Fry’s Electronics is going out of business. ToNeTo Atlanta has confirmed that the iconic San Jose, California-based retailer has permanently closed all of its stores nationwide. The company website displayed a “Service Unavailable” error message late Tuesday night which was replaced by a splash page displaying the closure announcement early Wednesday morning. The message, which addressed the closure and thanked customers, seemed to confirm the rumors that had been percolating on Reddit and other platforms for well over a year regarding the imminent demise of the once wildly popular store.
“After nearly 36 years in business as the one-stop-shop and online resource for high-tech professionals across nine states and 31 stores, Fry’s Electronics, Inc. (“Fry’s” or “Company”), has made the difficult decision to shut down its operations and close its business permanently as a result of changes in the retail industry and the challenges posed by the Covid-19 pandemic. The Company will implement the shut down through an orderly wind down process that it believes will be in the best interests of the Company, its creditors, and other stakeholders.
The Company ceased regular operations and began the wind-down process on February 24, 2021. It is hoped that undertaking the wind-down through this orderly process will reduce costs, avoid additional liabilities, minimize the impact on our customers, vendors, landlords and associates, and maximize the value of the Company’s assets for its creditors and other stakeholders.”
Fry’s was founded in Sunnyvale in 1985 by brothers John, Randy, and Dave Fry, and Kathy Kolder. The brothers Fry pooled funds that they had received from their father Charles Fry after he sold his supermarket business – Fry’s – to Dillons, another supermarket, for $14 million in 1972. (Fry’s Food & Drug and Dillons are today part of The Kroger Co.) The company aimed to “provide a one-stop-shopping environment for the Hi-Tech Professional,” selling over 50,000 electronic items in each store. In recent years, however, the stores had become a shadow of their former selves with sparse merchandise for weeks and later months at a time.
Over the past few years, Fry’s has closed several stores, including one in Duluth near the Mall of Georgia. Today, the company operates 31 stores, mainly across California and Texas. There are fourteen stores in California, eight in Texas, two in Arizona, and one store each in Georgia, Illinois, Indiana, Nevada, Oregon, and Washington.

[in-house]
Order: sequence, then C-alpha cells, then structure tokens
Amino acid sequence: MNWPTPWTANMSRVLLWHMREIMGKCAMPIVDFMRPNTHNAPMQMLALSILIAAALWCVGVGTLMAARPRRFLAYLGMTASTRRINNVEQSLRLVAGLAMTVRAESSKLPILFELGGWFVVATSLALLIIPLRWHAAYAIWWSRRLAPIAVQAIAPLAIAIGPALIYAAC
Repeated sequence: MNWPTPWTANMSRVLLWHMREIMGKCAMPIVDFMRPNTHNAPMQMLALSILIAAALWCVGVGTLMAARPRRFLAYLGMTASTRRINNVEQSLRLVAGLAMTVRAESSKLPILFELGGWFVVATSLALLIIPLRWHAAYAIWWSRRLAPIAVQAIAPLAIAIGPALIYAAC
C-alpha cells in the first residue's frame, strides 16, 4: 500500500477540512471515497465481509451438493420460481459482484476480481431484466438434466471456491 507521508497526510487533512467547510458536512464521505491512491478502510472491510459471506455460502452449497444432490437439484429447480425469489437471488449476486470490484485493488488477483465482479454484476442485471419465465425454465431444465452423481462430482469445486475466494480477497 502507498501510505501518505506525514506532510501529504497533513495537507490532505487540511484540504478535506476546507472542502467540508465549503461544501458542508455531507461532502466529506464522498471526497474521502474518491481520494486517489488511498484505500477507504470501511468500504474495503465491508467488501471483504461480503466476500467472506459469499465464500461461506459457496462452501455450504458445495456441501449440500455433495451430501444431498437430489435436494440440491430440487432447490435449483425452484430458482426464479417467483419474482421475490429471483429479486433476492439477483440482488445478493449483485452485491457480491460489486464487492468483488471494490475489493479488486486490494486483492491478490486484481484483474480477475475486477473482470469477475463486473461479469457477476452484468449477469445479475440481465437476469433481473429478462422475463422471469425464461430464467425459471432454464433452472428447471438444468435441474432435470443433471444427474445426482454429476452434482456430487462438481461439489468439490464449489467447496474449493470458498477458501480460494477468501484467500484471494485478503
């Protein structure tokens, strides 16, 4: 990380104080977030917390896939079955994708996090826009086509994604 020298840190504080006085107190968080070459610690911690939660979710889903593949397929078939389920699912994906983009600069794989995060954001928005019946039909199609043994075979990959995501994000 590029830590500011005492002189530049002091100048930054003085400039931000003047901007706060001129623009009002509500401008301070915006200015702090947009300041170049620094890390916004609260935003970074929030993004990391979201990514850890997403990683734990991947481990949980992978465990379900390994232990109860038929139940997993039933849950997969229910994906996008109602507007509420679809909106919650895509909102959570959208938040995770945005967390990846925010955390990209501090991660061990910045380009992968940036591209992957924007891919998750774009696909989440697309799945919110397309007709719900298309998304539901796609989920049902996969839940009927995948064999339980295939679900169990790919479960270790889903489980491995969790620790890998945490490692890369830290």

Nearly all of the retailer’s stores had elaborate themes or featured regional history. In the Bay Area, for instance, the company’s Fremont store store featured the 1893 World’s Fair, San Jose: First astronomers, the Mayans, with settings from Chichen Itza, and Sunnyvale: History of Silicon Valley.
Both the Duluth store, located near Gwinnett Place Mall, which closed in late 2019, and the Milton store, which just closed, were on the more boring side. Each featured “regional history” and were not nearly as cool as many of the other, older stores. The Duluth store debuted in 2004. Following its 2019 closure, it reopened earlier this year as a regional headquarters and dealership for Charlotte-based EchoPark Automotive.
The 152,000 square foot Milton store, located at 3065 Webb Road, opened in 2006 and sits on more than 17 acres, according to Fulton county tax records. The property, which Fulton county suggests is owned by Fry’s, was appraised in 2020 to be worth a combined (land + building) $12.56 million.
In their “wind down” message, Fry’s attributed both “changes in the retail industry” and “challenges posed by the Covid-19 pandemic” as reasons for their closure. In reality, the store failed to maintain its stores, failed to keep up with competition, and was late to move to ecommerce.
Many techies, customers, tinkerers, and current and former Fry’s employees took to twitter and other social media platforms to express their disappointment but also their lack of surprise at the closure. Many shared stories of recent visits where store shelves were nearly bare or where in some cases HDMI cables and Pepsi 12 packs were merchandised throughout entire aisles.
Fry’s, like other retailers before it, will now join the lists of once beloved businesses now closed for good. In terms of electronics retailers, Fry’s follows in the footsteps of Incredible Universe (from which they purchased some stores), Media Play, HiFi Buys (a single store reopened in Buckhead in 2015), CompUSA, and Circuit City, among others.
Are you surprised to see Fry’s Electronics close all of their stores? Where do you shop for your electronics needs? What would you like to see happen to the now former Fry’s in Milton?
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